Personal loans Atlanta offer a quick and easy way to fund any purchase or event you might want or need to buy in the future. While these loans can be incredibly helpful, they’re not always the best choice for every situation – so before you apply, make sure you know exactly what you need a personal loan for and whether it’s the right choice for your financial situation. Read on to learn more about how personal loans work and whether or not you should be applying for one of your own.
What are Personal Loans?
Personal loans are used to fund a variety of purchases, and they come with varying maturity periods. While personal loans might sound like they’re meant only for people with poor credit history, they can be useful even if you have great credit. Personal loans are also known as signature loans or unsecured loans, which means that your loan is not backed by collateral. They typically feature low-interest rates because you don’t have to pledge any assets as collateral, although rates vary widely depending on factors such as your credit score and income. If you want to know more about whether or not getting a personal loan is right for you, read on!
Types of Personal Loans
There are several types of personal loans out there, and each has its own set of characteristics. If you’re familiar with terms like fixed and variable interest rates, then you’ll have an easier time navigating through which type is best for your needs. Fixed-rate loans will offer lower initial payments but can rise at any point while variable-rate loans usually come with higher starting payments but fall after a certain period (usually one to five years). At that point, they typically become fixed-rate loans. One way to combat being stuck with an increased payment is by choosing biweekly payments over monthly ones.
Cost of Personal Loans
Unlike secured loans and mortgages, personal loans are unsecured. That means you don’t have to put down collateral like real estate or stocks. Personal loans are also short-term lending products, meaning there aren’t fixed repayment periods (unlike a mortgage loan). Rates may vary, depending on your credit history and income. But in general, rates tend to be higher than conventional debt products. With that said, many borrowers will qualify for better interest rates than credit cards because they provide flexibility with no penalty rate if you’re late on payments. Typical annual percentage rates (APRs) range from 9% to 35%. Your APR depends on factors such as your credit score and income.
Sorts of Fees on Personal Loans
Fees associated with personal loans can vary significantly. The typical fee associated with a personal loan is an origination fee, which is about 5% of your total loan amount. Origination fees are one-time charges; if you roll them into your loan and make regular payments over time, they’ll be amortized and will not have to be paid again. If you apply for a fixed-rate loan, there may also be points that must be paid when taking out your loan—these points add to your interest rate but lower your monthly payment amount, so it’s up to you whether it’s worth it or not.
How to Get Approved for a Personal Loan
To get approved for a personal loan, you need to have decent credit. That doesn’t mean excellent—even just good credit is good enough to be approved. A good credit score will show that you’ve paid your bills on time and don’t overspend, so most lenders will be willing to extend credit to you. They don’t want to take on an irresponsible borrower from who they might not be able to get their money back! To figure out what kind of score you need, it helps to know what lenders are looking for. Most loans require at least a 650 FICO score; 700 or above would make you practically pre-approved.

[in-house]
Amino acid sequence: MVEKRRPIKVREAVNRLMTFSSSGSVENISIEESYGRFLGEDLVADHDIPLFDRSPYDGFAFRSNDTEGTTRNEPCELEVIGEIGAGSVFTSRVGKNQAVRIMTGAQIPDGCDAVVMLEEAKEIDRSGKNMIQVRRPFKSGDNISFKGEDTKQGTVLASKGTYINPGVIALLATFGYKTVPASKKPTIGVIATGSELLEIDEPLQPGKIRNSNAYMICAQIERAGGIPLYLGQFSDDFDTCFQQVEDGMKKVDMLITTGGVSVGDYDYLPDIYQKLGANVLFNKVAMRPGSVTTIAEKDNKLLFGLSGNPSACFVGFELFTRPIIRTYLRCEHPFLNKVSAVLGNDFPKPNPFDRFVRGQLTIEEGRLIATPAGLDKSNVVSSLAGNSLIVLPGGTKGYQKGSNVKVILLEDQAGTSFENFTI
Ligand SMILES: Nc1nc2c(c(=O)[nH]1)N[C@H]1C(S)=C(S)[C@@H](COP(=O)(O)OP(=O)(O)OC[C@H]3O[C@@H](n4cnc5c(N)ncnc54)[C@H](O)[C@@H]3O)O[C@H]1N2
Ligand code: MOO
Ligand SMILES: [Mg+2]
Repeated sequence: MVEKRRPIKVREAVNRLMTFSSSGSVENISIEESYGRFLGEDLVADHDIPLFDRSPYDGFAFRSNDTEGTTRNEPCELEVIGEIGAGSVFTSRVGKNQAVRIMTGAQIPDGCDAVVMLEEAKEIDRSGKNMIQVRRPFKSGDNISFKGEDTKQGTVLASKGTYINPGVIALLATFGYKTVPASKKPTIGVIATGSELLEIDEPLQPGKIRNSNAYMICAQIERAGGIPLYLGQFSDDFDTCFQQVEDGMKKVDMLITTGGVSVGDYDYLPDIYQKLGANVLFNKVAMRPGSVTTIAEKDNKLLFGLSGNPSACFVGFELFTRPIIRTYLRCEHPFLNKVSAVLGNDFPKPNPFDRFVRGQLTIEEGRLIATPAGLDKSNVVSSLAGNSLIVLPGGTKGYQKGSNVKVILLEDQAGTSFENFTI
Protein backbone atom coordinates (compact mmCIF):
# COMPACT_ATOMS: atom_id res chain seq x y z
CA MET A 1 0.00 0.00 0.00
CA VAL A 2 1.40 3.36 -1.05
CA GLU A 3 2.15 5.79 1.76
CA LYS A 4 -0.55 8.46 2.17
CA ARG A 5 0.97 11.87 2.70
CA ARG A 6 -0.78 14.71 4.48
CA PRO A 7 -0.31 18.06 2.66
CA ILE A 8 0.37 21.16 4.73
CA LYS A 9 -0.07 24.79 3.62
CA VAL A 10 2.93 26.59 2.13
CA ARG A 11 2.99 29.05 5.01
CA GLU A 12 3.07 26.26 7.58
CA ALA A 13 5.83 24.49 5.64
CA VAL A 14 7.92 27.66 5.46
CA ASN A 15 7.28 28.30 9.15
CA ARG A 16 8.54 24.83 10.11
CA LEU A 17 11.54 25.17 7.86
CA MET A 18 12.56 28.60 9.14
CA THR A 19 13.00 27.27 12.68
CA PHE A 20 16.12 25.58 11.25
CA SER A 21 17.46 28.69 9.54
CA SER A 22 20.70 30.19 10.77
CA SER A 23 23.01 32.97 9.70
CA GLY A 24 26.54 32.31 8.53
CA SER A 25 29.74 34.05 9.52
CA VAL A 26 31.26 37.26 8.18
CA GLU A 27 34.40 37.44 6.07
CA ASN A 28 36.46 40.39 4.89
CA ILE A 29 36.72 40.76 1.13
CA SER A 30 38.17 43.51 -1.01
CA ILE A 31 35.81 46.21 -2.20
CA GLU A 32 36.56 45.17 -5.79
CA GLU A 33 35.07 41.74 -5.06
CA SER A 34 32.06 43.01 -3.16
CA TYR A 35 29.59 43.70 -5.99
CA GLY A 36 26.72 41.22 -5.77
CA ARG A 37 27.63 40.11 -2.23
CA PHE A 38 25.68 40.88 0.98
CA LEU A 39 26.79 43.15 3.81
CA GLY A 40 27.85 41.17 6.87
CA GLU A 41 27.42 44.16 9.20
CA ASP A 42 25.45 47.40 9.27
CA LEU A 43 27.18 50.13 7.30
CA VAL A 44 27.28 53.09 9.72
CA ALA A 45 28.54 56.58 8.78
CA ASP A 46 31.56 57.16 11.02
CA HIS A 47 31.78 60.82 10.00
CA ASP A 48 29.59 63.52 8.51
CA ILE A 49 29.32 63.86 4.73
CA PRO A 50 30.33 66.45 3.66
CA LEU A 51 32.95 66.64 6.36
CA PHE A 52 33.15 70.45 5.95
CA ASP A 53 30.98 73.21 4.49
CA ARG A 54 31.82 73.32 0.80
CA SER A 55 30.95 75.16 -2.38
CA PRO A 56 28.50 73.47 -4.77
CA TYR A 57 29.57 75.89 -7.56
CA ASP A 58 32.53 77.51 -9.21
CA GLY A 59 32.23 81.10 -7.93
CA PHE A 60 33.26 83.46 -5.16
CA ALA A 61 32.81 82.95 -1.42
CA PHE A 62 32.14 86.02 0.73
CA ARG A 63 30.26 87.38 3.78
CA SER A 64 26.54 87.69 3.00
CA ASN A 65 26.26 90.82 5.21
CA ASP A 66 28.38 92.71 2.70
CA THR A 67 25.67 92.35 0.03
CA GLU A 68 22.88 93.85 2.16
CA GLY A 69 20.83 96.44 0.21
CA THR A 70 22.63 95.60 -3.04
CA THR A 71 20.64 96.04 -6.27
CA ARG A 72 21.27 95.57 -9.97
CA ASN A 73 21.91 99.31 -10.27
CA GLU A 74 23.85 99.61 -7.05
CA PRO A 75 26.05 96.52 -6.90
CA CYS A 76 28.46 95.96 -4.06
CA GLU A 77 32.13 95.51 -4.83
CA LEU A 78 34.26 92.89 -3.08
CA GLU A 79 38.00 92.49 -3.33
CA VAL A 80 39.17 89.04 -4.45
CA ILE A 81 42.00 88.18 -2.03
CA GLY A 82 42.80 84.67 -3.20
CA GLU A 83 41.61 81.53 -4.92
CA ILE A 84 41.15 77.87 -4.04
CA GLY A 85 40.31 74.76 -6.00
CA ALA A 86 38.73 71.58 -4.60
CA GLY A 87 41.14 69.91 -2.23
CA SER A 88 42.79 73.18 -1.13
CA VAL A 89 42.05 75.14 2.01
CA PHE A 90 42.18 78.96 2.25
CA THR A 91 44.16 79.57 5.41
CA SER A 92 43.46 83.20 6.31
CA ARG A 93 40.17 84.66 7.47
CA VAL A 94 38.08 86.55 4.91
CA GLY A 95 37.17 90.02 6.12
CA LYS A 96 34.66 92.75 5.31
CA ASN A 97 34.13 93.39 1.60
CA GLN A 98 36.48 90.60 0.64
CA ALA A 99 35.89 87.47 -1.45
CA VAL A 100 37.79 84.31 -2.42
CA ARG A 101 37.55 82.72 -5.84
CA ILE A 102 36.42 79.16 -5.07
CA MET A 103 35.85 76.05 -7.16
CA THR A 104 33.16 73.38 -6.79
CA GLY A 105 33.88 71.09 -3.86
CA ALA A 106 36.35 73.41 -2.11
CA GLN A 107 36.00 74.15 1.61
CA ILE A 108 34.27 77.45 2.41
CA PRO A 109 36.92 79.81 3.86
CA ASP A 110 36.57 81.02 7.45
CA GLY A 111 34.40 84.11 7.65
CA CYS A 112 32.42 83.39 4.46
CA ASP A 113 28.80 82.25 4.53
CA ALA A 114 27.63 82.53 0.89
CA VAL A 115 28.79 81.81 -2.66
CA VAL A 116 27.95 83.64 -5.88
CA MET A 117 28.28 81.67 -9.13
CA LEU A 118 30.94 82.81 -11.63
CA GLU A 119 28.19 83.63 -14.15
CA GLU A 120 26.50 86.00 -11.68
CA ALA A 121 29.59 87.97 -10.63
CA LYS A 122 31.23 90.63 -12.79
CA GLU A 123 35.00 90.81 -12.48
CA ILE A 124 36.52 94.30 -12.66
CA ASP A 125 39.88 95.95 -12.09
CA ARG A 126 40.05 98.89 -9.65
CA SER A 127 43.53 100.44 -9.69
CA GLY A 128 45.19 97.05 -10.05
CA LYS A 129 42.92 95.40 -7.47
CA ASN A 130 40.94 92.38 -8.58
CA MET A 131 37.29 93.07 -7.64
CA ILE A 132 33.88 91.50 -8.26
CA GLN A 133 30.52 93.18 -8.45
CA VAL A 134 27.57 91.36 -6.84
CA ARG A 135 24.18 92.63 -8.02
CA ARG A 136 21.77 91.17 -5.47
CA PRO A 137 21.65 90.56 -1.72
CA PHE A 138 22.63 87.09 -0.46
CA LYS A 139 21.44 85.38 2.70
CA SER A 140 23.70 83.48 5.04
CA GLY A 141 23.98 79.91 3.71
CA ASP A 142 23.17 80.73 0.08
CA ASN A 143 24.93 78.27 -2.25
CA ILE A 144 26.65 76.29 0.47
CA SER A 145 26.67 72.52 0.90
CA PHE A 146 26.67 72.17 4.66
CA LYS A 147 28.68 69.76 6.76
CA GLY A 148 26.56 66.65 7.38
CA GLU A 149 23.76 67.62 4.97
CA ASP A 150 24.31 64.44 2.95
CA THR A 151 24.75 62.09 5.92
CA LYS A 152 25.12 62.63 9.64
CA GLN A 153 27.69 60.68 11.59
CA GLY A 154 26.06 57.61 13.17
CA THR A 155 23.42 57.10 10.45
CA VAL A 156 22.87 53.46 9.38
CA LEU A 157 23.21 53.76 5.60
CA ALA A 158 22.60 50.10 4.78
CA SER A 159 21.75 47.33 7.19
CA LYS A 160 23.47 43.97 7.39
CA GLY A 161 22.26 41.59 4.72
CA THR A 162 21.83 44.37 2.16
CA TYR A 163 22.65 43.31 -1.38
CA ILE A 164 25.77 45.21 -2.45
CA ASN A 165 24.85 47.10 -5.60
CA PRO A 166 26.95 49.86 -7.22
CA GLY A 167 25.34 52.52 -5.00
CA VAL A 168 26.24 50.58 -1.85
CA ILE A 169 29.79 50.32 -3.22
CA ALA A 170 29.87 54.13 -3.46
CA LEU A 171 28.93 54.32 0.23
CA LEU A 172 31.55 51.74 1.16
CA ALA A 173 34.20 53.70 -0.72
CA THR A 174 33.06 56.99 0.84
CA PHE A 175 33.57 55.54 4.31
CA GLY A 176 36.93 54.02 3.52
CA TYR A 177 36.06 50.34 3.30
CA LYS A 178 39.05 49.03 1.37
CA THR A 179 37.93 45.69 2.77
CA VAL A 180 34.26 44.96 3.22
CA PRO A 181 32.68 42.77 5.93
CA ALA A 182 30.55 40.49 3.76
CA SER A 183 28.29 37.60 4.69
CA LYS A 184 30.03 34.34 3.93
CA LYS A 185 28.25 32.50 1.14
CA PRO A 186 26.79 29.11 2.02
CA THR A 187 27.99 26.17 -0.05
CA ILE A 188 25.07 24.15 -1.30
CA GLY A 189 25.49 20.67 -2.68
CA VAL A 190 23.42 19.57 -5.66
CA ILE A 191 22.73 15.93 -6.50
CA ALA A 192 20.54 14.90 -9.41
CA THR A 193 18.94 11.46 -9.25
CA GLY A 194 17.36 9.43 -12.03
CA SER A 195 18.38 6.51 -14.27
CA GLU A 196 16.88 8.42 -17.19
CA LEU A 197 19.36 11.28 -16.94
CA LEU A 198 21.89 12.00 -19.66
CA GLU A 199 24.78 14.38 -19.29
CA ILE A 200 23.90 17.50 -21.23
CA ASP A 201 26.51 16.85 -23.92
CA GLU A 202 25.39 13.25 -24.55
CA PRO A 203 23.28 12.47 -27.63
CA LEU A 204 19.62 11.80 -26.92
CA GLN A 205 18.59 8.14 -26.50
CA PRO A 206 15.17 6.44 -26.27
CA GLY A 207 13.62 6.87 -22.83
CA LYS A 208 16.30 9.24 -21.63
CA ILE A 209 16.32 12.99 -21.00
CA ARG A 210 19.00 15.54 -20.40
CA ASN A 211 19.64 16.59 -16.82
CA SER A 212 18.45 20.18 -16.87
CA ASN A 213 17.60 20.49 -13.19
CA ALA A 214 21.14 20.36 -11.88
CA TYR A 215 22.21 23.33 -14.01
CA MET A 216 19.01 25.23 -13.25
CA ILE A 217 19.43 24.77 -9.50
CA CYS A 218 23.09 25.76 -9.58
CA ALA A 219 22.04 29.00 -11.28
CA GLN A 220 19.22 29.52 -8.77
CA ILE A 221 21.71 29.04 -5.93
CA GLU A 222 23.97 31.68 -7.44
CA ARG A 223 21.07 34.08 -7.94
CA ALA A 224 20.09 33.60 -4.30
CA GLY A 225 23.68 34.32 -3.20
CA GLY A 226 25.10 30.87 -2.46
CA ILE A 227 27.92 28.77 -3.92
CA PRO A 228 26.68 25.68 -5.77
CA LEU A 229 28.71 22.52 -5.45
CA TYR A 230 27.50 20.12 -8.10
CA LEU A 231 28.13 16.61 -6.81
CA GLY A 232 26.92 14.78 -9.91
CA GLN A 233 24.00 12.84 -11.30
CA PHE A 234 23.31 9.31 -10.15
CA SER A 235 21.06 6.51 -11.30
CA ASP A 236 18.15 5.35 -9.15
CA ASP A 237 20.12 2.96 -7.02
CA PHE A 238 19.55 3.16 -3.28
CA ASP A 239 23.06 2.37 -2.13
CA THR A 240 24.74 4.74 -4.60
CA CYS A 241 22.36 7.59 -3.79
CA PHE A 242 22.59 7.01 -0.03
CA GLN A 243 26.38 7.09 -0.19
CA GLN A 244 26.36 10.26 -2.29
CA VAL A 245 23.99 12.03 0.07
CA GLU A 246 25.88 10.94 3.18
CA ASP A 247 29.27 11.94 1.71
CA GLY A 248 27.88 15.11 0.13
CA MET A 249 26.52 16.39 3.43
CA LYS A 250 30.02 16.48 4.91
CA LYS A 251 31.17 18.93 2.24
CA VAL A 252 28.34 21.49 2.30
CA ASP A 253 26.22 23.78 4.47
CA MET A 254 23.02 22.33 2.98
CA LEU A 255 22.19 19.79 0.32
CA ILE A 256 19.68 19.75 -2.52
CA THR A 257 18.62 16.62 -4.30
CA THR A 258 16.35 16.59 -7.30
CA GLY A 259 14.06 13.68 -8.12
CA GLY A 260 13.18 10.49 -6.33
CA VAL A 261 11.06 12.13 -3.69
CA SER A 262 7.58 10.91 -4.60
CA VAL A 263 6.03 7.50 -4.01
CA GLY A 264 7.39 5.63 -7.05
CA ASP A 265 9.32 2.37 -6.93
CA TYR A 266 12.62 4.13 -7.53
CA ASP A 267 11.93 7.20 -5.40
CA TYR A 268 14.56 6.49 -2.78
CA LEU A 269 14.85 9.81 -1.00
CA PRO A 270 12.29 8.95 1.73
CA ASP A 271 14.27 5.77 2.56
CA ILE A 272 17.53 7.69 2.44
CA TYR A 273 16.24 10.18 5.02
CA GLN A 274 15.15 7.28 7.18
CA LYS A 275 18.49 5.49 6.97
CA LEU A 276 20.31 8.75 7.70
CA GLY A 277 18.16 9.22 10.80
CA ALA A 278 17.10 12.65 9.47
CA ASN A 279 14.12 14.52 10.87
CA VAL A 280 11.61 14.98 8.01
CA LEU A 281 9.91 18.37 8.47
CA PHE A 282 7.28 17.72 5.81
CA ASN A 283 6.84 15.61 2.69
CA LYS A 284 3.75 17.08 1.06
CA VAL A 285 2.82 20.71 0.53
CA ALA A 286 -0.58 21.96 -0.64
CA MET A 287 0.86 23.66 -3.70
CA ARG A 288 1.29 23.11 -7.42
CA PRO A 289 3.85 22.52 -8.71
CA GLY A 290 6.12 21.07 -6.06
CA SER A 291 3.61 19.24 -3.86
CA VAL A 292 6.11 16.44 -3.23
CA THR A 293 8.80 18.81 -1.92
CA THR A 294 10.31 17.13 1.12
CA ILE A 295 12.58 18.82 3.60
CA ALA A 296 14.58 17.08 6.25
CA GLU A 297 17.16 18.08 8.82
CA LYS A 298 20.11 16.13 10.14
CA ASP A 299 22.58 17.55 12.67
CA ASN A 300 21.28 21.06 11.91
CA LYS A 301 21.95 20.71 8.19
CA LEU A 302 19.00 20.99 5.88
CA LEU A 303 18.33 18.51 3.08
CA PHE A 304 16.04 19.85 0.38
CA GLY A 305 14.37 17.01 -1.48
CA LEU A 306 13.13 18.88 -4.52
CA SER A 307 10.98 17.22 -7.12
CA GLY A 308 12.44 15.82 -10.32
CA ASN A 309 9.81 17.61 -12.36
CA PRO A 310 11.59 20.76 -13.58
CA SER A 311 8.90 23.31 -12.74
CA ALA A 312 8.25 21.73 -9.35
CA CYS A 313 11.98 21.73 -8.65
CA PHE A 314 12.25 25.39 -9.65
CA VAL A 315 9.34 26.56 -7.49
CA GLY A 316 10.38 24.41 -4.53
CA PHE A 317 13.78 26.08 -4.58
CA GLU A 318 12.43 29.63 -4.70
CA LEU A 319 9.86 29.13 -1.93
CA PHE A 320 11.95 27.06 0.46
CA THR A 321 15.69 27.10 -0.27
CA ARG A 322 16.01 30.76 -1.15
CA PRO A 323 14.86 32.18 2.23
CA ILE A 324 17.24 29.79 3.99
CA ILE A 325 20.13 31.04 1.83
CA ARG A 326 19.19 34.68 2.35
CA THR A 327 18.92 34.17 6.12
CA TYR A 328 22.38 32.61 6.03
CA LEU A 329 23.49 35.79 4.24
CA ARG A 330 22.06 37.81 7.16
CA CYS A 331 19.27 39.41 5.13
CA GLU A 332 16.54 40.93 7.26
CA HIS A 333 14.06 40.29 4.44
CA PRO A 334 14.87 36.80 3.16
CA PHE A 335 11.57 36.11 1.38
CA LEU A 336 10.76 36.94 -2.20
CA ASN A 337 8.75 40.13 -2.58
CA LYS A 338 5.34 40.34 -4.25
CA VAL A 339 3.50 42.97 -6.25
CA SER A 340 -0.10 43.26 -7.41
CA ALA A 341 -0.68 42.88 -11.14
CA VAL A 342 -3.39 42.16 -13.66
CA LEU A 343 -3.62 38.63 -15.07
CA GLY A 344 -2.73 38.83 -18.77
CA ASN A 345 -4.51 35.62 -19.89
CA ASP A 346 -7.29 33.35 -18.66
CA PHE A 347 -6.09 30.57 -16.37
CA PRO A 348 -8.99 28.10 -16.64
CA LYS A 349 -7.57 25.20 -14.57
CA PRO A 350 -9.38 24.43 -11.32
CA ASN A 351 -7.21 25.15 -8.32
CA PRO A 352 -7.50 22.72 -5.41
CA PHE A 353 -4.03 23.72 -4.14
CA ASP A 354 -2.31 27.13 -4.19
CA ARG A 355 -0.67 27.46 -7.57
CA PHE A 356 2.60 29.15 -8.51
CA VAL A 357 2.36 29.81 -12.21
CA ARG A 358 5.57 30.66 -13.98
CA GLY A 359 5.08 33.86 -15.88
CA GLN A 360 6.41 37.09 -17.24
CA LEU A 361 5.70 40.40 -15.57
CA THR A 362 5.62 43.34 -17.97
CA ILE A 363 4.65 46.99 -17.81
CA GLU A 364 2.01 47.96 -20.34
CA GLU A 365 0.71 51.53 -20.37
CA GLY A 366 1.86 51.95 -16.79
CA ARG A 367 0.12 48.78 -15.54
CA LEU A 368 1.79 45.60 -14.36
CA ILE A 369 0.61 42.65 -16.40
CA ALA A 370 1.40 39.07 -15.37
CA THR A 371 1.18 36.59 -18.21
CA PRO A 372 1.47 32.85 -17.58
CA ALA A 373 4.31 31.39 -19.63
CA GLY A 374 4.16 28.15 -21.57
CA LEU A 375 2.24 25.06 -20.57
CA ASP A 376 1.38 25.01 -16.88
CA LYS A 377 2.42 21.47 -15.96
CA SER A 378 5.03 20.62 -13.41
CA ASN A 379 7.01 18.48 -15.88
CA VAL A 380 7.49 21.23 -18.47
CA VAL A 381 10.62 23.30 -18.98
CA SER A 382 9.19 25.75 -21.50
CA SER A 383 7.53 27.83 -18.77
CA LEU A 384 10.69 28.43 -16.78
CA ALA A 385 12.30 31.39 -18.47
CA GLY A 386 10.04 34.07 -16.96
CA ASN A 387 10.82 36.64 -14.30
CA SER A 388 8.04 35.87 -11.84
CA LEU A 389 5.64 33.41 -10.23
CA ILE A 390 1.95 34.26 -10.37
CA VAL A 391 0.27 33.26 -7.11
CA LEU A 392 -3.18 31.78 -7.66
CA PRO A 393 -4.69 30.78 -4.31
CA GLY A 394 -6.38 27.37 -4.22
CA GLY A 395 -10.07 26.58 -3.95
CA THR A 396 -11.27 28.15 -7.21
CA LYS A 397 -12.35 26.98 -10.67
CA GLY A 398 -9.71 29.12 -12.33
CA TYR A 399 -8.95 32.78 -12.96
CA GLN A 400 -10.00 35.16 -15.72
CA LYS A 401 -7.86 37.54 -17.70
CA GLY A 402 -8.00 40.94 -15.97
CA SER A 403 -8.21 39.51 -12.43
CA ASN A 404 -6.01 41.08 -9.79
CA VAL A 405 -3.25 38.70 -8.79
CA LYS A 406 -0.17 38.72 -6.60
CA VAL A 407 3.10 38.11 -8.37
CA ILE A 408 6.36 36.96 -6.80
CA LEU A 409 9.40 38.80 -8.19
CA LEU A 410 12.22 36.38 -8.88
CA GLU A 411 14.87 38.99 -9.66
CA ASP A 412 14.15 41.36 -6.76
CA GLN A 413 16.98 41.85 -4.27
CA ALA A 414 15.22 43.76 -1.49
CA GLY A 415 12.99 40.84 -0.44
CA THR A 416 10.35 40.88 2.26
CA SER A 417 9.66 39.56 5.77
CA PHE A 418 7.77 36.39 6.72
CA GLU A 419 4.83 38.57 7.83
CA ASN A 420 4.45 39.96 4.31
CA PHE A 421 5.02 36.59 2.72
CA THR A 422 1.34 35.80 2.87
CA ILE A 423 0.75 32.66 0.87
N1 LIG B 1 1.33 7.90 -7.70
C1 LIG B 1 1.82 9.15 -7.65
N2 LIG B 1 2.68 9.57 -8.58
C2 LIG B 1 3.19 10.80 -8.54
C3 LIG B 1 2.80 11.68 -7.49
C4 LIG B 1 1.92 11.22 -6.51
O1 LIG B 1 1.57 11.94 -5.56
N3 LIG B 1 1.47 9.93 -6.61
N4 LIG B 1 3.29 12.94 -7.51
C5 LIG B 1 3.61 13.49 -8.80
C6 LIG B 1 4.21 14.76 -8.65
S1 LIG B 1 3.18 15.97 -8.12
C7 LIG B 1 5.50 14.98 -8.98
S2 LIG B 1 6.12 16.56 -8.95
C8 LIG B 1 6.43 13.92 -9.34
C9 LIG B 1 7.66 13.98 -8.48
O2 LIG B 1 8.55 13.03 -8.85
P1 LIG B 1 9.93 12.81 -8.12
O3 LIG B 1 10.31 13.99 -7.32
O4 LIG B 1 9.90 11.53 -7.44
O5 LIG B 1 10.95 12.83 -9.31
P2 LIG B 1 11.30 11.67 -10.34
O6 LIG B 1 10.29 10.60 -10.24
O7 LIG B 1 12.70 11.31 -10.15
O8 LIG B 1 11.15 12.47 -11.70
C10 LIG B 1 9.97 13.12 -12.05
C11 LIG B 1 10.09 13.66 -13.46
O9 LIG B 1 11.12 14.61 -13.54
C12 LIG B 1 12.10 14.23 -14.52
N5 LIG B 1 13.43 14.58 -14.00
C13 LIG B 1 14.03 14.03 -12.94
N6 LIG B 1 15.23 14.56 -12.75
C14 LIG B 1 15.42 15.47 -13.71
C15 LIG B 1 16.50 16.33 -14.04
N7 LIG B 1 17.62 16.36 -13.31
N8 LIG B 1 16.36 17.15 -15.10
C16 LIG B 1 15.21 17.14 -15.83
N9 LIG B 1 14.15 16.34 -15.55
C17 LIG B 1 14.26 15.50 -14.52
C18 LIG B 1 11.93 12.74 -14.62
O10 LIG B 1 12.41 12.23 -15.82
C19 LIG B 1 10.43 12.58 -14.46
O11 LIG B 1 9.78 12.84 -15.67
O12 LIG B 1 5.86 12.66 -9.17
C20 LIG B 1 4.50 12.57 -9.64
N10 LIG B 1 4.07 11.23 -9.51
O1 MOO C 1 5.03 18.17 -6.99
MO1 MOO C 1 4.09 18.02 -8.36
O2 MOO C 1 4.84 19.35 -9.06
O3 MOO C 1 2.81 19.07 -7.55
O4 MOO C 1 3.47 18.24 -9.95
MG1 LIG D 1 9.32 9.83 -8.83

Benefits of Getting Approved For a Personal Loan
It’s easy to let payments slip when you have numerous loans, each with different due dates. To make sure your payments are on time and in full, set up automatic payments with your bank. Give yourself plenty of time before any payment is due to ensure it doesn’t fall through the cracks. Additionally, take advantage of free services offered by many lenders such as text message reminders and email notifications. This will save you from having to remember when each payment is due yourself. Having all your loans in one place can simplify things further—many banks allow you to view all your loan accounts from one place online or on their app. In addition, consider consolidating multiple loans into one personal loan at an APR that’s likely lower than those for individual credit cards.
Things you should know about Repayment Periods on Personal Loans
The repayment period on personal loans is usually fixed (you pay back what you borrowed in monthly installments over a specific period) and can be long or short depending on your requirements. Depending on your situation, borrowing to pay off high-interest credit card debt can sometimes make sense; however, if you do need to borrow money, try to use as much of your resources as possible—for example, taking out student loans to fund your education will affect how much you repay each month compared with taking out personal loans. Additionally, if you are building a savings cushion that you could use during any unexpected financial bumps in the road during your debt-repayment phase (or at any other point), it’s best not to tap into it unless necessary.